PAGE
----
Archive for the ‘South Africa’ Category

I’ve spent the twenty-four hours following the release of the Marikana Report sitting and reading it, making reader’s notes as I go, as a service to those who won’t have the time to spend going through the 600-page document. So having taken a massive nap since, I want to just share a couple of thoughts on it

Truth be told, I blame Kerouac. Later on, Dana Snyman had a hand in it too, but mostly, originally, it was Kerouac’s fault.

The Karoo is hot. Like fucking sun-massacred hot. The land where God hates the trees. She loves only the scrubby, fragrant bushes that refuse to die and the Orange river. The leviathan that cuts its way through the flat line of the horizon like an old boxer – no speed remains, only power.

South Africans I have traveled with – and people visiting South Africa from abroad that I have met – often remark on the sheer number of contrasts in the country. On the fact that it really feels like many countries in one. Some of the time, these comments are adressed to our unequal (shamefully the   Read More …

Cradock is an unexceptional town. It was founded around 1818 and has served, for the most part, as a stopping off point for people going to other places ever since. It’s a small town, and like many small towns, has come to invest not inconsiderable effort in trying to write for itself histories of various   Read More …

South Africa’s oldest Presbyterian church lies silently with its brother in the hills an hour and a half from Grahamstown. They have been sitting in quiet contemplation for a very, very long time; and will likely contemplate a long time still.

Bodhisatta (n): In the Pali canon, the Bodhissata Siddhartha Gotama is described thus: Before my awakening, when I was an unawakened Bodhisatta, being subject myself to birth, sought what was likewise subject to birth. Being subject myself to aging… illness… death… sorrow… defilement, I sought happiness in what was likewise subject to illness… death… sorrow…   Read More …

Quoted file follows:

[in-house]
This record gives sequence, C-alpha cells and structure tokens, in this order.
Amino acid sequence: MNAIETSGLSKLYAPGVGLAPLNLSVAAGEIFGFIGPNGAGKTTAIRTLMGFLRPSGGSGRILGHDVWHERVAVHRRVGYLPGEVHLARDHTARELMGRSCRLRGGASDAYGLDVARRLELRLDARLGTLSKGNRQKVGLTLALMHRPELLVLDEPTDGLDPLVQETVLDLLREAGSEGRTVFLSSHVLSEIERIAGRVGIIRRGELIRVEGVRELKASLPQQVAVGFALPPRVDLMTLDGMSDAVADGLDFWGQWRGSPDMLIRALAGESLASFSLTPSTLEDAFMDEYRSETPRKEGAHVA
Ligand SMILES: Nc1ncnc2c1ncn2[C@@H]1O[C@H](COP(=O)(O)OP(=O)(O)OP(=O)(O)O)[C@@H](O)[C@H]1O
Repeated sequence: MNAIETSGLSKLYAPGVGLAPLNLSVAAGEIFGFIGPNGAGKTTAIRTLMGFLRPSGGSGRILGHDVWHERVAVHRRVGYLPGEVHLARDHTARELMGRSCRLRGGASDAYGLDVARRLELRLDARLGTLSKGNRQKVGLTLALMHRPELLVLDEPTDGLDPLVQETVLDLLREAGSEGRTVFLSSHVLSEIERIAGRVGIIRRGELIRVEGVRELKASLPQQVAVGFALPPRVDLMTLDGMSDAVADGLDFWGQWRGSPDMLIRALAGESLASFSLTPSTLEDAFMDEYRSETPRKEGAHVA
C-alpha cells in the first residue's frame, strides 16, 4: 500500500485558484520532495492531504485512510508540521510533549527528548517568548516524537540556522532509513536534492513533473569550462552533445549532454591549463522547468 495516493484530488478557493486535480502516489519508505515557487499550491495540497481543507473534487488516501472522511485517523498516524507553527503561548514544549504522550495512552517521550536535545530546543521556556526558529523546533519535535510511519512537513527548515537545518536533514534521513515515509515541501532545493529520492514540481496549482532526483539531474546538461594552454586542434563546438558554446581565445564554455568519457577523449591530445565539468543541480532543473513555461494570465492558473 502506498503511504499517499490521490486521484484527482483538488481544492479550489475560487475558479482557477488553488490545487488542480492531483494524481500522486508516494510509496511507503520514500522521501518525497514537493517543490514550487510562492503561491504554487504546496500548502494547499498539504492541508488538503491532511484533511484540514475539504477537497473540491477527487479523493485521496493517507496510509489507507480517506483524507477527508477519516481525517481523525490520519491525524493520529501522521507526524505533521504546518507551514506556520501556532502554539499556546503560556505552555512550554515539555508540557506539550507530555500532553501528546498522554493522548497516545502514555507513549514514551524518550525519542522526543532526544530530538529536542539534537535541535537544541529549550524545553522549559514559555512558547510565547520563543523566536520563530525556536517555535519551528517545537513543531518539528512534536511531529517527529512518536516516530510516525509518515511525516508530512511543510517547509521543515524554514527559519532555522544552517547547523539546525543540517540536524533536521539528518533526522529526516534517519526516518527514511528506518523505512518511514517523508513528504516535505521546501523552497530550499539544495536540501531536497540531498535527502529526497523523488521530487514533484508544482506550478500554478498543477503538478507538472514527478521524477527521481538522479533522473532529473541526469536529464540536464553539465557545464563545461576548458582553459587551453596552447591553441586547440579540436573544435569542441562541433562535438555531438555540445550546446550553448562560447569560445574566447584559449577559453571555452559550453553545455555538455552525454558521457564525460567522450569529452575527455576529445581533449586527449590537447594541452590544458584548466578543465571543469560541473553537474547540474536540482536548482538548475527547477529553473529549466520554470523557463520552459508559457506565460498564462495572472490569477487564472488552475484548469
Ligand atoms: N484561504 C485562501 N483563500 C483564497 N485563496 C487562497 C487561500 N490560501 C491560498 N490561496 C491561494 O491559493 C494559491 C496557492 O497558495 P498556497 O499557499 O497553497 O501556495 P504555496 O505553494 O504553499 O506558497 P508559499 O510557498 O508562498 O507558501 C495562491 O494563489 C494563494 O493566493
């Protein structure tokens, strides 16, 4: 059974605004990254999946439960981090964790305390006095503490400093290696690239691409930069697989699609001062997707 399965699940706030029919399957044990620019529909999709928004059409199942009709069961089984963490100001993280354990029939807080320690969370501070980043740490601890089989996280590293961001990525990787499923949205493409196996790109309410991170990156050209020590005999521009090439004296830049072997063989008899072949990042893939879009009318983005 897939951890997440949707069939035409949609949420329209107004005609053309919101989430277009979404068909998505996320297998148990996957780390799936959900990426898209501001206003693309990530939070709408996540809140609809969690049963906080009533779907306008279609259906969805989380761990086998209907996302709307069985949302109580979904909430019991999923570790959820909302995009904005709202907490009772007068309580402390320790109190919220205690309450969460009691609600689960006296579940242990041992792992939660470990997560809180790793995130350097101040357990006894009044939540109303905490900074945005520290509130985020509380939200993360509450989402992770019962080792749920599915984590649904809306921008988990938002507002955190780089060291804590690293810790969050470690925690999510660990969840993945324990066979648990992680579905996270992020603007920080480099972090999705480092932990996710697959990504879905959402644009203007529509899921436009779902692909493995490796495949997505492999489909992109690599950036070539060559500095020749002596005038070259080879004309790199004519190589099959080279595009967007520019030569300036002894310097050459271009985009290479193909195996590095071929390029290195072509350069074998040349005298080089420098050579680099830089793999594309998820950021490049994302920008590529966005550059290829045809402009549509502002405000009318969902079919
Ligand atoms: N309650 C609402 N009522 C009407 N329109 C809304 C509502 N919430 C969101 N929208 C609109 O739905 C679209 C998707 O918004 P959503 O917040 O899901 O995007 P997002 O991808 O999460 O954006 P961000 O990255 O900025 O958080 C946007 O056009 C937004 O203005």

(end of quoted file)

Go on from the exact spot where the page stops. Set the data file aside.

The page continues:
Living in the Eastern Cape is living in a graveyard. The bleached bones of stories pierce the landscape in silence, clung to by the sinewy dust roads poking off the tar where life still moves. They relinquish their stories only to those who go looking. Quietly asking passers by to take a detour, explore. There   Read More …

The wind tumbles uncoordinatedly down the side roads. It’s the fastest thing in the quiet streets – not quite refreshing, but blowing hard enough to lift the heat from my skin, to make me believe that it’s not really as hot as it is. Dust crunches softly underfoot, leaping up in angry puffs as Yusuf,   Read More …

Camera in hand, I follow Hailey through the roads of Glenmore as the Sunday afternoon beats down on us. She, in turn, is following Ben Mafane, the township patriarch whose athletic frame understates his age. It’s easy to understand why he is dubbed the ‘Mandela of Glenmore’, having been a former boxer who now teaches   Read More …

As I go, I go. Landscape to greyscape to the inky-black unknown clacks past. Like the disjointed, rumbling machinery of some large clock in whose bowels I sleep out my delicious dreams and find these words anew. Tomorrow not only born another day, but a destination,a leg complete. Bringing with it the reward of a   Read More …

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